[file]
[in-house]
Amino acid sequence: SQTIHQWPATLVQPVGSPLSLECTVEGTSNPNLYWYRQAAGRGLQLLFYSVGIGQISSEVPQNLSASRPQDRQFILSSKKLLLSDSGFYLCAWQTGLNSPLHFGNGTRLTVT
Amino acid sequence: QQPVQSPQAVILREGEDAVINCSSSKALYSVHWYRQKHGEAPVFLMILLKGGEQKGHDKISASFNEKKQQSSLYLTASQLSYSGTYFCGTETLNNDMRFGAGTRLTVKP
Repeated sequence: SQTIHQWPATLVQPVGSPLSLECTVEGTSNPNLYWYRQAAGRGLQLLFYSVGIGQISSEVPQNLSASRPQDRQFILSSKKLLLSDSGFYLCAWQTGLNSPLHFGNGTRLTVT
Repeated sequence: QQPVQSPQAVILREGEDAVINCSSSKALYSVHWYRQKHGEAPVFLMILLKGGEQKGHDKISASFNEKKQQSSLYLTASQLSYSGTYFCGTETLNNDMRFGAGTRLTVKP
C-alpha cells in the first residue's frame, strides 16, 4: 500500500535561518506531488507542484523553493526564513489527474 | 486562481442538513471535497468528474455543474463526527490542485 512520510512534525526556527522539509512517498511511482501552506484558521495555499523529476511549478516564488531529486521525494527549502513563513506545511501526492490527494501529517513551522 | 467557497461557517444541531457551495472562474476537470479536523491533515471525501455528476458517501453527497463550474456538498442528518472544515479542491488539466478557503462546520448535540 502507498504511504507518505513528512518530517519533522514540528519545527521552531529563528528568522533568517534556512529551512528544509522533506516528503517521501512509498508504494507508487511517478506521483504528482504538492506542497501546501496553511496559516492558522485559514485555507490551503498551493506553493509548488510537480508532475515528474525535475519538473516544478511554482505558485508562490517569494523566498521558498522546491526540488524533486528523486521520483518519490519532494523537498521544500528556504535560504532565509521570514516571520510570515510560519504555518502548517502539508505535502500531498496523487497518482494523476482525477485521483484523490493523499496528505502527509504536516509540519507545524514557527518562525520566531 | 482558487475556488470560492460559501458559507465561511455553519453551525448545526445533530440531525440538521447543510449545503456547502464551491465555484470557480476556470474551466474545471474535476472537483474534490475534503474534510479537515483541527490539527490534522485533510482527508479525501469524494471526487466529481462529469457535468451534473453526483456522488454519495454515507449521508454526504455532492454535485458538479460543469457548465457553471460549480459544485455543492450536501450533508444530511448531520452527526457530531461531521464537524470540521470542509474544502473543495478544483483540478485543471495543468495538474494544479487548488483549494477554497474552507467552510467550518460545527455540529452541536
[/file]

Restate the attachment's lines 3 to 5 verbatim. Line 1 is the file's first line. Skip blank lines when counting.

Amino acid sequence: QQPVQSPQAVILREGEDAVINCSSSKALYSVHWYRQKHGEAPVFLMILLKGGEQKGHDKISASFNEKKQQSSLYLTASQLSYSGTYFCGTETLNNDMRFGAGTRLTVKP
Repeated sequence: SQTIHQWPATLVQPVGSPLSLECTVEGTSNPNLYWYRQAAGRGLQLLFYSVGIGQISSEVPQNLSASRPQDRQFILSSKKLLLSDSGFYLCAWQTGLNSPLHFGNGTRLTVT
Repeated sequence: QQPVQSPQAVILREGEDAVINCSSSKALYSVHWYRQKHGEAPVFLMILLKGGEQKGHDKISASFNEKKQQSSLYLTASQLSYSGTYFCGTETLNNDMRFGAGTRLTVKP